In the later seasons of The X-Files, there is no realism whatsoever in terms of the FBI. In here, just the fact that Mulder is asking a strange question to a suspect (i.e. are you more than 100 years old) is getting him in deep trouble. This feels extremely real and therefore, we truly believe in this story.

Portrayed by Donal Logue, the character of Tom Colton is a delight. I loved hating him in this episode. He doesn't real care about solving the murders, as he cares about his career and climbing up the latter. It is really effective, in contrast with Mulder and now Scully, working in an office located at the basement of the FBI.

While the character of Tom Colton was much fun to watch, the character of the old Detective Frank Briggs was pure genius. The way the actor Henry Beckman portrayed him is magnificent. You can truly feel that this detective has lived this case very personally.
I use this opportunity to honour the memory of the actor Henry Beckman, who passed away in 2008.

Once again, the relationship and chemistry between Mulder and Scully is simply perfect. They trust each others, are serious and professional, while having fun between with each others ("Do you think I'm spooky?"). Just perfect.
The emotions that go into Mulder's character are very deep. We truly feel bad for him, being laughed at by his peers.
On the other side, we can now see a glimpse of Scully's life, which is a very solitary life. When coming back from work, Scully has no boyfriend or family waiting for her at home. She instead spend her time writing reports of her current investigations.
On the long term, this may seem unrealistic. If really the producers would have pushed the boundaries to the realism even more, they would have needed to provide Mulder and Scully with a private life - meaning a wife or husband, maybe some kids, some friends, etc. But of course, it would have been very difficult - to almost virtually impossible - to add it naturally to the show. Hence the good decision for them to have no life at all whatsoever, as sad as it is.
Also, it is in this episode that Scully decides to follow Mulder's quest in the x-files section, even though she has the chance to follow Tom Colton's path to a more typical career at the FBI.

I think that Gillian Anderson gave a wonderful performance in this episode. She shows herself as a strong character, but at the same time shows a sense of subtlety of a fragile person. it is as if she is openly showing that there is someone living inside her strong character. It is really magical to see.

The music from the episode is extremely creepy. Mark Snow did a beautiful job. The introduction sequence would have been nothing without his music, as well as the creepy sound cues.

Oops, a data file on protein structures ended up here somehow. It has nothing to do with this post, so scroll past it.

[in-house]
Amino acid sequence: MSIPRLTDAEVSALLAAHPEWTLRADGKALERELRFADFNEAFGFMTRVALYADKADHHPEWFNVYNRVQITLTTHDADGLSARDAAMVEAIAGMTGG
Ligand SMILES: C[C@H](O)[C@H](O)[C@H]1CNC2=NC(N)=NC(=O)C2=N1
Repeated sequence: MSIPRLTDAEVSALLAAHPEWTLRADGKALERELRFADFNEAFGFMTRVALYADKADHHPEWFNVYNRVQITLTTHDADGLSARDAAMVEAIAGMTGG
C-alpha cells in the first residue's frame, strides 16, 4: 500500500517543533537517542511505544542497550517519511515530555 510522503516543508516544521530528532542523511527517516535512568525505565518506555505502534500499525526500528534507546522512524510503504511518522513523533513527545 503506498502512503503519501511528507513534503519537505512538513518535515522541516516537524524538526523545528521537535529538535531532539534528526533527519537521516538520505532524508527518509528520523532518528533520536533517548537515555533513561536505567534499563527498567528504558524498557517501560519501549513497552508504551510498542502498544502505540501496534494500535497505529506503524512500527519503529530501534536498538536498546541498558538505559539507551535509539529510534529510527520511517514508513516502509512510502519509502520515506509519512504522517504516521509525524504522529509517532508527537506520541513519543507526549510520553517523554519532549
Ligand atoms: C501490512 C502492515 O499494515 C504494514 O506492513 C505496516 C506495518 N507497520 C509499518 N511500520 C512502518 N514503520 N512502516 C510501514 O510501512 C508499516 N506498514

And at the same time, the music is, like in the two previous episodes, very emotional in the nostalgic sense. It is very clear at 18', when we can hear at the very same time some very dark and creepy sounds, while having a nostalgic music at the same time. Therefore, we feel both frightened by Tooms and sad by looking at Fox Mulder being laughed and screamed at by the Bureau.

The apartment of Tooms is also part of the classic scenes from The X-Files. This very old building is simply the perfect location for such episode. I don't remember remembering by heart the address of any other place from any other tv series, but 66, Exeter Street.

Even though I love this episode, I can find two minor details that bugged me. First, when Tooms jumps on the man inside his house, the shot, even though lasts for just one second, is pretty poor. On the contrary, the next shot is beautiful. Instead of seeing the actual killing, we move away from the direct scene and just see a small flame dying in the fireplace. This is a brilliant way to frighten the audience without actually showing the dark moment. This is a typical gimmick from Alfred Hitchcock.

Finally, the other thing that I couldn't believe was the fact that Mulder and Scully are handcuffing Tooms at the end of the episode... As it it would stop him from squeezing himself and getting free again. There should have been a better way to actually stop him.

Even though the first two episodes had opened endings, the cases were mostly closed. In "Squeeze", we live a true opened ending, with Eugene Tooms slowly smiling at the view of his prison cell door. What a marvellous ending.

"Squeeze" is the first monster-of-the-week episode and represents its perfect definition. Though paranormal, the story is anchored in a deep reality, which gives the episode, and the series, a true sense of scariness.
I give the episode a 10 out of 10. A true classic.

what a mutant!
Written by danascully09 on 2018-05-24
When I was a teenager, I was afraid of EV Tooms and his way of life and kill. Now when I watch this episode I am not so shaken. It is outdated. Mostly because of the directing I think.
But I like the way Scully is already an ally for Mulder, defending his reputation, on his side.
And of course the final scene, where Mulder understands that Scully will be the future victim.

No pictures in the gallery.